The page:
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Pickle Me This

November 23, 2011

What to expect

“They named me Ruth Frances Beatrice Brennan, and took me home. They days blended together, one into another with no distinctions. The crying, the feeding, the changing, the chafing, the washing, the soothing, the burping, the singing, the sleeping, the waking. As new parents, James and Elspeth were surprised by their fatigue, as well as my dismissal of it. If someone had told them what to expect (and no one had), they hadn’t taken it in, and now, rather than forging ahead, they were rolling and rolling.

Sometimes Elspeth hung over me with smears of purple under her eyes, the skin there loose and fine, like something that would tear easily. She begged me to understand, though she knew she asked too much of me. Just as I asked too much of her, and him, and they of each other. James formed a habit of going to get things before they were needed, because it made him feel helpful and also allowed him to escape, just briefly, what he’d never expected to have to endure.” –Kristen den Hartog, And Me Among Them

November 12, 2011

Time passes for the curators

“As a scholar of a historical science I was accustomed to seeing the events of the past unfold before me like a parade. But I had thought of myself as a bystander, timeless. How ironic for me, the time traveller, to suddenly realize at the edge of a contemporary archeological exacavation that I was simply another event in the parade. And that time passes for curators, as well as for the things they study”. Dr. Peter L. Storck, “Passing into History”, ROM Magazine, Fall 2011 cc. Joan Didion, Blue Nights

September 7, 2011

Upon my word…

“‘…The women one meets– what are they but the books one has already read? You’re a whole library of the unknown, the uncut.” He almost moaned, he ached from the dept of his content. “Upon my word, I’ve a subscription.”‘ –Henry James, The Wings of the Dove

July 23, 2011

"A good democratic system is polyphonic…"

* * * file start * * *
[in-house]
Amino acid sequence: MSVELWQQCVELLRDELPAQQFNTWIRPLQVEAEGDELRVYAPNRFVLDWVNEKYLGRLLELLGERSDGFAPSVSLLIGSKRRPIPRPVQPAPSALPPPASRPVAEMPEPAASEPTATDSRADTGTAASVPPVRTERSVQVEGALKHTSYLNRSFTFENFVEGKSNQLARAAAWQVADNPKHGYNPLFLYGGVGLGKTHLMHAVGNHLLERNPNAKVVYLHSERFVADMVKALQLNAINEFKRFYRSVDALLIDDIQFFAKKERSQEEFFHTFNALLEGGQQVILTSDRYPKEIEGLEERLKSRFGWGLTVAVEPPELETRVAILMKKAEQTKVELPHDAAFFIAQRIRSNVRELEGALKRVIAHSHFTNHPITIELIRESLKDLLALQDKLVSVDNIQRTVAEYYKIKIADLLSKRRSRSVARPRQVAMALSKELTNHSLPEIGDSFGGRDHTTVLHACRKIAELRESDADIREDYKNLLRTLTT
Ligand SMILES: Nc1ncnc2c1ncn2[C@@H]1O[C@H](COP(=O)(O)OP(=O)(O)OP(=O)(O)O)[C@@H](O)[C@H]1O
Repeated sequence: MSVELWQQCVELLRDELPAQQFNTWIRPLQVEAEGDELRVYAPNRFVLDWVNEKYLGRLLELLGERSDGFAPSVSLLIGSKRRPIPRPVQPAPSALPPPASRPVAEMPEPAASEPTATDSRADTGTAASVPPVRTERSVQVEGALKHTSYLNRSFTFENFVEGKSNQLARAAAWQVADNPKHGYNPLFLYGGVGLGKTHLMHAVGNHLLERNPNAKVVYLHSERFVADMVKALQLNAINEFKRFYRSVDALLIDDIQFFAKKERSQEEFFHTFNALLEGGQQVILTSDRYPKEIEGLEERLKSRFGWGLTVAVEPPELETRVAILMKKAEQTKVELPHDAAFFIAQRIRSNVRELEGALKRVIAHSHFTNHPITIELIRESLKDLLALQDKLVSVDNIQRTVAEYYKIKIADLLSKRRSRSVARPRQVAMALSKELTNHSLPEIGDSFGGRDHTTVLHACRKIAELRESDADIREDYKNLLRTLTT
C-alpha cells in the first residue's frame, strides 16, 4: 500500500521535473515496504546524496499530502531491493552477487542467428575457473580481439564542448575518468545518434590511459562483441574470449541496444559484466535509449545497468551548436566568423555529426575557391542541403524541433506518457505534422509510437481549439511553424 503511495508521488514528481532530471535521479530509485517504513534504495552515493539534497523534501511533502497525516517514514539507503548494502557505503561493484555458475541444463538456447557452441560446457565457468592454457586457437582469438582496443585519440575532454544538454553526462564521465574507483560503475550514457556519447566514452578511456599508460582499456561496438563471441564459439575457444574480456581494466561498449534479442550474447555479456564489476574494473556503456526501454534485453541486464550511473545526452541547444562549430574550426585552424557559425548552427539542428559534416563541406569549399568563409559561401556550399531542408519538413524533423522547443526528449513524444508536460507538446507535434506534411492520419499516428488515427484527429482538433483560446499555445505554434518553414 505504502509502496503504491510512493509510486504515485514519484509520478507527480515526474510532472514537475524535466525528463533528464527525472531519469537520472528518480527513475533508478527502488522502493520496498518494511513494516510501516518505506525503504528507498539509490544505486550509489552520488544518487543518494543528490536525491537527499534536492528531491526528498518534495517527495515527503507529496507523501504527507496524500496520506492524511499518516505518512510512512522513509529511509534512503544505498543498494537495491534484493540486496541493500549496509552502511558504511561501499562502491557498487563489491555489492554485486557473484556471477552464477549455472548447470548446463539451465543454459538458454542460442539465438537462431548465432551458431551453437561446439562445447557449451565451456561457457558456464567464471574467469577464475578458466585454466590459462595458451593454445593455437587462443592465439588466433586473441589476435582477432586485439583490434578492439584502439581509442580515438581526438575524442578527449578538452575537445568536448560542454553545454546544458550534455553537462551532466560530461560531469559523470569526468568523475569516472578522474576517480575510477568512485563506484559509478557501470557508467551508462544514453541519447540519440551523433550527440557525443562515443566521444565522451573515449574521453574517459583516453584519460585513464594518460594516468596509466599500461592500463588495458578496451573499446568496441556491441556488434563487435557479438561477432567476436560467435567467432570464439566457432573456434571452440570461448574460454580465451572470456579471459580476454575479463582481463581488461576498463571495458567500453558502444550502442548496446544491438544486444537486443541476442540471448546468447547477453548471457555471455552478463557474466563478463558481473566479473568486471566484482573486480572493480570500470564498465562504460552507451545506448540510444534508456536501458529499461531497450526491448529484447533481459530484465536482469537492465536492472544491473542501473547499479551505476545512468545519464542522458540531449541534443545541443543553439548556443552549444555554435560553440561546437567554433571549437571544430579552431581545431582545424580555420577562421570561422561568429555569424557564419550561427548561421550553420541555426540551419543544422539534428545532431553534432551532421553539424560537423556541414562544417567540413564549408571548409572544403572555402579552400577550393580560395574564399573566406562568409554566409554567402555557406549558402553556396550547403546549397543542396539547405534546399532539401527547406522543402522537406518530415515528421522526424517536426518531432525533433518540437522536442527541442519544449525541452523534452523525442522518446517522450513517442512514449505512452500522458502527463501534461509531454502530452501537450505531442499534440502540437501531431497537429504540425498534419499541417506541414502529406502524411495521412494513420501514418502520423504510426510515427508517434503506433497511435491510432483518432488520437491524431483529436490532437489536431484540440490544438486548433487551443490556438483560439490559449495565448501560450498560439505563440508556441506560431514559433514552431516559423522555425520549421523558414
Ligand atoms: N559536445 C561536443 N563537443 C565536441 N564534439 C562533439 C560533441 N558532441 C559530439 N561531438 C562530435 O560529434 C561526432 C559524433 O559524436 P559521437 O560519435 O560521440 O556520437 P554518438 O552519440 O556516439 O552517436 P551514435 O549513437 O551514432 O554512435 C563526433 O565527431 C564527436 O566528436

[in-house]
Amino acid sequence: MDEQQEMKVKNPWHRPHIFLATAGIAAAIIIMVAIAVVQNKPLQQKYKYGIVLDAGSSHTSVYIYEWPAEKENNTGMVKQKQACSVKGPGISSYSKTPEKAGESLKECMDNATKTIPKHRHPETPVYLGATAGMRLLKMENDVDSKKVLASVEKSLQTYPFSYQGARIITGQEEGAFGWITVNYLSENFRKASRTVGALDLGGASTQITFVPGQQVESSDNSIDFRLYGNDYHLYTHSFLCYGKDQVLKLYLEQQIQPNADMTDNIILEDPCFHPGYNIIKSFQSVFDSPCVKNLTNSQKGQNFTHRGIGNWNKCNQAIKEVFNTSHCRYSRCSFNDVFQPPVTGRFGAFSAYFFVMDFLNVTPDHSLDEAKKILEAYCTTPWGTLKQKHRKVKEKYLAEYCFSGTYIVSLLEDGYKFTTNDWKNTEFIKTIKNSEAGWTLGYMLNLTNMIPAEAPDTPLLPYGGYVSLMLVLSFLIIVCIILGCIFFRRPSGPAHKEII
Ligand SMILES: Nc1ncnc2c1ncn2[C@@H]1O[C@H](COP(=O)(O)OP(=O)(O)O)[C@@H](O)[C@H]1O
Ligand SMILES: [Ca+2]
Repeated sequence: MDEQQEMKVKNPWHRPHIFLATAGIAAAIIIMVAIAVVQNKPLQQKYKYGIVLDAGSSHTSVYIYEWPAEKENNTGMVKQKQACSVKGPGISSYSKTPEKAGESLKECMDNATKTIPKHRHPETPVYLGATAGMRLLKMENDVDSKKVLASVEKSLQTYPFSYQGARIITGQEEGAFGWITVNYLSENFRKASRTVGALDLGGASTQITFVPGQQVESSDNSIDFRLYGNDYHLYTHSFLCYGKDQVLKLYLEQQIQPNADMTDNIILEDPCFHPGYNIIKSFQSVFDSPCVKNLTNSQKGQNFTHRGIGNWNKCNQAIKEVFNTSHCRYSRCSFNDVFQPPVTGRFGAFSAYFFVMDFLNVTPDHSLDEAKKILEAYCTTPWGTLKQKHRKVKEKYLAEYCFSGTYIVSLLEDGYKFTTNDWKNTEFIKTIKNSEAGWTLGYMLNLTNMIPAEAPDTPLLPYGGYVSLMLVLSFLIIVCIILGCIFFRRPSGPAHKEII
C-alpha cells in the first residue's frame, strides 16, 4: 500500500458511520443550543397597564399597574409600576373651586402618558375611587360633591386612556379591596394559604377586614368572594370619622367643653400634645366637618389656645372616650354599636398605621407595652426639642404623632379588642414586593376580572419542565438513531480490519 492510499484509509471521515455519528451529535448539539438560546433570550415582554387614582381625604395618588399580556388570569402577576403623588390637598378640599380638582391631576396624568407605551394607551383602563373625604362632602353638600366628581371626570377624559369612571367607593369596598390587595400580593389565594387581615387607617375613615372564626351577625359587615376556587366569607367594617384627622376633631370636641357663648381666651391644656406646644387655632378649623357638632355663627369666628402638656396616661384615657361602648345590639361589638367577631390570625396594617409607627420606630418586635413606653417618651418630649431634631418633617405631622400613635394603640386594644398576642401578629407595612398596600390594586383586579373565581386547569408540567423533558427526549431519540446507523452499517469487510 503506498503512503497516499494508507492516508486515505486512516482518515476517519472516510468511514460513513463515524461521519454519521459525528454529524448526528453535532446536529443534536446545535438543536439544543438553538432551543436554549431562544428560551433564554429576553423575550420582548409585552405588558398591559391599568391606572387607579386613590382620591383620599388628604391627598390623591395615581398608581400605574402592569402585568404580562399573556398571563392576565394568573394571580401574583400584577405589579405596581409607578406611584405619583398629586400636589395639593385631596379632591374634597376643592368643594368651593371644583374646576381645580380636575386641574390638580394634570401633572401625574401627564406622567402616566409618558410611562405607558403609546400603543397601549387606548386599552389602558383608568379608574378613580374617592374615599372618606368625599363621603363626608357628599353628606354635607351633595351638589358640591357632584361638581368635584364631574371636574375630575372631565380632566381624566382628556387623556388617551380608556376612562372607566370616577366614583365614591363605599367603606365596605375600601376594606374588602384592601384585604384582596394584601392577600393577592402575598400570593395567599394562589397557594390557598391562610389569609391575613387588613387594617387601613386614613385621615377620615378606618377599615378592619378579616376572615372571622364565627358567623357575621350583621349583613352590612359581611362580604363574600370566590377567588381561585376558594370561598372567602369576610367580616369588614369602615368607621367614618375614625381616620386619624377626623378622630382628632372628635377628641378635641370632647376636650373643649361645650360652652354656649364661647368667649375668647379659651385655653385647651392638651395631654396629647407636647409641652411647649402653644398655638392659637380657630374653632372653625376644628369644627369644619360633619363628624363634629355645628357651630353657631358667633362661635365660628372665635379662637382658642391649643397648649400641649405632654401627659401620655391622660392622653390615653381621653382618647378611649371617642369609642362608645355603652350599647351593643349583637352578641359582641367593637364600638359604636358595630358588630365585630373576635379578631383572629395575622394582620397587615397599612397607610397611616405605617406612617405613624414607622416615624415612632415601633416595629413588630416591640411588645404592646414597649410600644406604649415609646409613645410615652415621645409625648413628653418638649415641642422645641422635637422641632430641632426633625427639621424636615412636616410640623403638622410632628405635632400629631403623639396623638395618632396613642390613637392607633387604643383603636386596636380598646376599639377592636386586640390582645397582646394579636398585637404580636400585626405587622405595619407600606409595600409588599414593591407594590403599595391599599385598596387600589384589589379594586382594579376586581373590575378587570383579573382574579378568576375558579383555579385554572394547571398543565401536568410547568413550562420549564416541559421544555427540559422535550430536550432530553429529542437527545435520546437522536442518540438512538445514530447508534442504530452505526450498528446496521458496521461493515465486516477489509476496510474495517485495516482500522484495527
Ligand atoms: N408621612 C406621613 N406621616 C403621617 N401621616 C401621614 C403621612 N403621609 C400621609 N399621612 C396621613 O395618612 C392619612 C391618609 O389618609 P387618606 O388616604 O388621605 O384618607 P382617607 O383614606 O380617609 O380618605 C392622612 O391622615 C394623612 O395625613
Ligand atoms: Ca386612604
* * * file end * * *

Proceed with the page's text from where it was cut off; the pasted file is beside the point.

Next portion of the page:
“A good democratic government is polyphonic. It doesn’t speak with a unified voice but contains numerous ones of genuine power and high pitch that aren’t under the sway of a central conductor. The idea of real competition within an elected government is the great development of the parliamentary system.

This sometimes produces ugly dissonance – as we saw in Washington this month as the many competing voices of Congress and the White House nearly disagreed their country into bankruptcy – but it’s crucial to have laws and structures that allow competing claims to power among different groups of elected officials. When I hear people calling for “consistency” in government policies, I worry: The best and least corruptible systems are those that produce the least consistency.”– Doug Saunders, “The Week the Yanks saved the Brits”

July 13, 2011

The world was upside down

“‘I don’t know why you’re laughing,’ said Aunt Irene. ‘I don’t see anything to laugh about. Everything strikes me as rather worrying.’

‘I’ll make a cuppa tea,’ said Mrs. O’Connor. She made terrible tea, very slimy, strong and tooth-stripping, but there was no denying its restorative powers.

‘If it does this to one’s cups,’ said Aunt Irene when Mrs. O’Connor had gone home to make tea for her boys, ‘what must it be doing to the lining of one’s stomach?’ She rubbed at the stained inside of the porcelain teacup. ‘I can’t be too rough,’ she said. ‘All its little gilt flowers will come off. They were designed for China tea. No one ever imagined Mrs. O’Connor would cross their path.’

The world was upside down. On the whole, this pleased Aunt Irene as much as it angered Mrs. Mason. It was more interesting that way, but it was hard on the porcelain.”– from The 27th Kingdom by Alice Thomas Ellis

July 8, 2011

She could see that you might consume babies